Those advising in the education sector will already, no doubt, have a copy – but it is well worth its place on the bookshelf of any firm.
How to Talk to Your Kids About Separation
PUBLISHED BY THE AUTHOR (available on Amazon)
PRICE: £6.57 (e-book: £3.12)
Every family law solicitor will have been asked by a client: “How do I talk to the kids about the separation?” Not every lawyer will feel confident about offering advice about what to say. And there is no one right way to communicate with every child or young person about such a momentous change in their lives.
CALM mediator Scott Docherty’s book is a “must read” for parents who are worried about the impact of their breakup on children. It puts the child’s perspective first and foremost, and focuses firmly on how parents can best support their children to cope with and adapt to the consequences of parental separation.
Based on sound research evidence, Docherty describes what information and support children and young people need when facing family breakdown, and gives clear and practical advice about what parents can do to nurture them during the process. He offers strategies for parents to manage their own anxiety and distress and, most importantly, he provides examples of what to say to children to open up good communication and provide reassurance.
Docherty writes with warmth and humour and, born out of many years’ experience, his advice is authoritative and accessible. Written primarily for parents, this small book should be on every family lawyer’s bookshelf.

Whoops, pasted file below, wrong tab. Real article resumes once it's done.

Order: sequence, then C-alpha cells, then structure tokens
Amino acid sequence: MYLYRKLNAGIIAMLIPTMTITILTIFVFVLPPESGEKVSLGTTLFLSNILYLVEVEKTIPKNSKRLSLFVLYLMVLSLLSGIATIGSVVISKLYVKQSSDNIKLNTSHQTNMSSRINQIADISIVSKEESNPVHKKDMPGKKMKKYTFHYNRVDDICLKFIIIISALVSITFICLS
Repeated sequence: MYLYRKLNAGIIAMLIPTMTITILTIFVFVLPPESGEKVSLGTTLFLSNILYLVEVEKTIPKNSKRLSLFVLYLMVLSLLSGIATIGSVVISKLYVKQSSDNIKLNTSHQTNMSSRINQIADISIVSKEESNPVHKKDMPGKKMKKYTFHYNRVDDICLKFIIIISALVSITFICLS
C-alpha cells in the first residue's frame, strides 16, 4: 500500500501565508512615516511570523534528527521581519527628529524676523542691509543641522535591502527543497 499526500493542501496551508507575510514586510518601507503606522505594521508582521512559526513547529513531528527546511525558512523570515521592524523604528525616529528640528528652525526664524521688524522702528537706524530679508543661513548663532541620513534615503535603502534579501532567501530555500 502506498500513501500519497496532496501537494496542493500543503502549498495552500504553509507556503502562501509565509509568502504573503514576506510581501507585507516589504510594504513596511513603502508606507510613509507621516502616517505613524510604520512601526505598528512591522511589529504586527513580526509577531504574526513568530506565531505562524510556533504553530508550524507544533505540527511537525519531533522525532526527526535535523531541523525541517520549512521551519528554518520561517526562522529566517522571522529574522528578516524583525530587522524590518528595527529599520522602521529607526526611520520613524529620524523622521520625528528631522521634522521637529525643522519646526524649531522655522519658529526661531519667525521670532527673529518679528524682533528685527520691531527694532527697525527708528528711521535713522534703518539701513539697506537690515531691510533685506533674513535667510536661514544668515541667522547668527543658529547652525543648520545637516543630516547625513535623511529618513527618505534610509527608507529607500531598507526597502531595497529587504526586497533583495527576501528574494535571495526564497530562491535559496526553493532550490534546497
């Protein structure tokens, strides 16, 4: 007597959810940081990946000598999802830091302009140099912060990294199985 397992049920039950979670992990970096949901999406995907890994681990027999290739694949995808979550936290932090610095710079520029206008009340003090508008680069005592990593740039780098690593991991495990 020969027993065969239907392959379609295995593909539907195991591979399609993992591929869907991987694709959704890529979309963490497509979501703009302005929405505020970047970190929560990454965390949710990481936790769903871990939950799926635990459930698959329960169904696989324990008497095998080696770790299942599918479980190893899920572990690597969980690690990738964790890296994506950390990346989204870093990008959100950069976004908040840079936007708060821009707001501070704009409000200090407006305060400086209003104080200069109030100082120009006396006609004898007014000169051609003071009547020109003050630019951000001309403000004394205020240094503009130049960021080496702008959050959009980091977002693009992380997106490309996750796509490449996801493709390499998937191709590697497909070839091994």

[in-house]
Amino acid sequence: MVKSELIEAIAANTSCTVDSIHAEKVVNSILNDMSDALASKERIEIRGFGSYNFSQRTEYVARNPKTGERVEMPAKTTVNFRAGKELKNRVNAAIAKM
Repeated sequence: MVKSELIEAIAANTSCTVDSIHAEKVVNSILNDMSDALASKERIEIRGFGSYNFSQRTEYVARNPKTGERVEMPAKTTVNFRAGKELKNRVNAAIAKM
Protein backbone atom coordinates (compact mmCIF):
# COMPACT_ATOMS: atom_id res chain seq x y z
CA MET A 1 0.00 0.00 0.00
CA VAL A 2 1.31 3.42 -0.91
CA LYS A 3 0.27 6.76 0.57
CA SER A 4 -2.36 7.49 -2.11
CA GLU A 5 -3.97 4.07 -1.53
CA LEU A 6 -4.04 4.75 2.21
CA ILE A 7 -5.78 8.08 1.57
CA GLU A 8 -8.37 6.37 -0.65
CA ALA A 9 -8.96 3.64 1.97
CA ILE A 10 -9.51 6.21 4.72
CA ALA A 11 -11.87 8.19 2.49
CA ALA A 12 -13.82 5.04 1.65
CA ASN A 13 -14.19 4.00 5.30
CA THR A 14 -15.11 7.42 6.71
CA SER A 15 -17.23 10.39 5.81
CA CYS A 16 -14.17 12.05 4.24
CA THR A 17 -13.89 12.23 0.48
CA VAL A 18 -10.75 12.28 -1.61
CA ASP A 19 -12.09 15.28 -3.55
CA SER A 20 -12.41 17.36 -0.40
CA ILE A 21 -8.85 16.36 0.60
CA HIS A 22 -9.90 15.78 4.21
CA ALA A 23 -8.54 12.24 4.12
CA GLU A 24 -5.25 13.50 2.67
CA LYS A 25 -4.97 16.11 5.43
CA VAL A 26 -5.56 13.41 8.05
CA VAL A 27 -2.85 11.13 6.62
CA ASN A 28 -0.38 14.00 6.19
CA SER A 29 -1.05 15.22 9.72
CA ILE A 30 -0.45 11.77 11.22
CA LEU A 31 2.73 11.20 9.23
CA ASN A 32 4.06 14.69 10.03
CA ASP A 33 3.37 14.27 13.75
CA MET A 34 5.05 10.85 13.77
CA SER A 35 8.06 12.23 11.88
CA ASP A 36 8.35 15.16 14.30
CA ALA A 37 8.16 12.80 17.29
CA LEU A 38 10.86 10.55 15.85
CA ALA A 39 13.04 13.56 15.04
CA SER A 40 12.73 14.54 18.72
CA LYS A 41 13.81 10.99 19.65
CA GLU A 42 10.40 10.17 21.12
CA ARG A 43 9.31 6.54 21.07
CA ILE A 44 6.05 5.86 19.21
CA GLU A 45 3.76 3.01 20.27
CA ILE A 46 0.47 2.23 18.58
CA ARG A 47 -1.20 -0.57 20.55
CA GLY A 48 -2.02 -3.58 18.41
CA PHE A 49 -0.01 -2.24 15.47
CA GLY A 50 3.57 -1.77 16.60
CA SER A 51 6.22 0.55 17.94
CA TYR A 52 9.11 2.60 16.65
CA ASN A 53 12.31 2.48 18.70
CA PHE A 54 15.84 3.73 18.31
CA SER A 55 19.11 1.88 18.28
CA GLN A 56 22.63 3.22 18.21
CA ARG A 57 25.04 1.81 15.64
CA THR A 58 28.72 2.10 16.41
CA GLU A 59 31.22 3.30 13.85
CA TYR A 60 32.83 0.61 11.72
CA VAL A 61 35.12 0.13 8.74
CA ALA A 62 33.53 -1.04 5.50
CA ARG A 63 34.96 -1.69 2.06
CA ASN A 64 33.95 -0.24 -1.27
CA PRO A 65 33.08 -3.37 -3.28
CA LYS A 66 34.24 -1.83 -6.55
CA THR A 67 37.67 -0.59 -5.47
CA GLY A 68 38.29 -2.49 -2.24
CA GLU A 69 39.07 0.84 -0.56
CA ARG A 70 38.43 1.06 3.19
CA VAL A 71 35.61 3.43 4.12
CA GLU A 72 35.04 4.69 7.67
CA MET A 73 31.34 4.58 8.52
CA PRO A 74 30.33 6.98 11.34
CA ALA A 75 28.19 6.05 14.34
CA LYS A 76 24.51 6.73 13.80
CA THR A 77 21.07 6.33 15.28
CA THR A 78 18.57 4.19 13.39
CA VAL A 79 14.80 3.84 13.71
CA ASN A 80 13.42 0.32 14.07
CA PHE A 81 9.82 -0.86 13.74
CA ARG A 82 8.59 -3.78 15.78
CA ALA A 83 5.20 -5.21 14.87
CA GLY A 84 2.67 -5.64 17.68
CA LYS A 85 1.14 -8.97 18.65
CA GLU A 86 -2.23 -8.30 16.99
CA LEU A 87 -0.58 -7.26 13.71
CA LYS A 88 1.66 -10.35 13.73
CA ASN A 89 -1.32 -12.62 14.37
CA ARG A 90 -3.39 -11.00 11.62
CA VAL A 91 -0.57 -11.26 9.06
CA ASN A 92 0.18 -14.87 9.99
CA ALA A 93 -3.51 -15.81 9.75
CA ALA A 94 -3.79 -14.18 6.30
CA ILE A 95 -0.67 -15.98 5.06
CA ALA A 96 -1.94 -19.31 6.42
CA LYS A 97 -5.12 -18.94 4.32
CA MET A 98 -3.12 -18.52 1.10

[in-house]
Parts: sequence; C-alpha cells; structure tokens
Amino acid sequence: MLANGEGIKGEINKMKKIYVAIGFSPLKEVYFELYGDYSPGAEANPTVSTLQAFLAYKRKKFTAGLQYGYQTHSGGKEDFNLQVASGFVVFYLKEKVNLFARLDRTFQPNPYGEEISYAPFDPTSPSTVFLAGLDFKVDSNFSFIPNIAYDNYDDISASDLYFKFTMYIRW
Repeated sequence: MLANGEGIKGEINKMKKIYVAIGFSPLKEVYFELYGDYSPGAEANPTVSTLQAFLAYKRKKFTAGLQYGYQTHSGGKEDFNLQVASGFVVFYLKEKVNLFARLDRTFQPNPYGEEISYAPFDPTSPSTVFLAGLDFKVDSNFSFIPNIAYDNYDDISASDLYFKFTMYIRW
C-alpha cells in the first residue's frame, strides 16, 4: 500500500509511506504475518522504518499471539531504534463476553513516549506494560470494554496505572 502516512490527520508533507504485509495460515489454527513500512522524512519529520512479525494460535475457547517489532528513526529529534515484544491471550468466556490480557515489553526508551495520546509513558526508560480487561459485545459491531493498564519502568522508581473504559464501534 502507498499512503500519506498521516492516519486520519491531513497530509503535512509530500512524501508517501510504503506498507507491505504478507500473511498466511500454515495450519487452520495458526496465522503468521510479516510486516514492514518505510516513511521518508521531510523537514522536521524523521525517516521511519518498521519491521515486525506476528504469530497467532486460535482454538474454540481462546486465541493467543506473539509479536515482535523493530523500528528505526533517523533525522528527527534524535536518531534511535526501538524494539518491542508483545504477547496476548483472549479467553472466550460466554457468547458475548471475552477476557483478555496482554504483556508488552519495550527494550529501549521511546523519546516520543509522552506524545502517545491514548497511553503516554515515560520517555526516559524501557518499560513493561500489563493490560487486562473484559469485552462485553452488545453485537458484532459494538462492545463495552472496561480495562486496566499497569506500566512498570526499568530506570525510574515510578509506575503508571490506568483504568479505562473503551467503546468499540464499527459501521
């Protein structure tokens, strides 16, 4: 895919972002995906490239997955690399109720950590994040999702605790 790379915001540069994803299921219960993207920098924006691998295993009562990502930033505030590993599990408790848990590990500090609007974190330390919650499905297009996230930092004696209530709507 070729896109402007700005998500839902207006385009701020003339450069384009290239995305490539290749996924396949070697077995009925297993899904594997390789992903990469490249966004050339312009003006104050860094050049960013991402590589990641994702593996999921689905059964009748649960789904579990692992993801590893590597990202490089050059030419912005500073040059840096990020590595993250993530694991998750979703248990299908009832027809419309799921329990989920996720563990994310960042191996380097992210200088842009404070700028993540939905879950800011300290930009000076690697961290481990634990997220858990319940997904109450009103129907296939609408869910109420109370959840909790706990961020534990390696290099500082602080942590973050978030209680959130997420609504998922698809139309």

In this issue
- Legal protection of adults – an international comparison
- The UPC post-Brexit: unified, “emmental-ed”, or dead?
- Proof of purpose: IHT and APR
- Bankruptcy consolidated: what do I need to know?
- Dividends – compliant but challengeable?
- FGM mandatory reporting: an example to follow?
- Reading for pleasure
- Opinion: Neil Hay
- Book reviews
- President's column
- Next pieces of the jigsaw
- People on the move
- Beginner's guide
- As simple as that?
- Excellence in action
- "That is not how we do it here"
- Rebranding in the digital age
- Brexit: Brussels in a holding pattern
- Common areas: keep Pandora's box shut
- Police: qualified experts?
- Is that overprovision policy watertight?
- Impact assessments still important
- The vital paper trail
- Scottish Solicitors' Discipline Tribunal
- Controlling interests: problem questions
- Law under orders
- Prisoner correspondence: a reminder
- Law reform roundup
- Society, Parliament revamp law student competition
- Foundation for aspiration
- Payment fraud: take five
- Ask Ash
- Better together?
- Paralegal pointers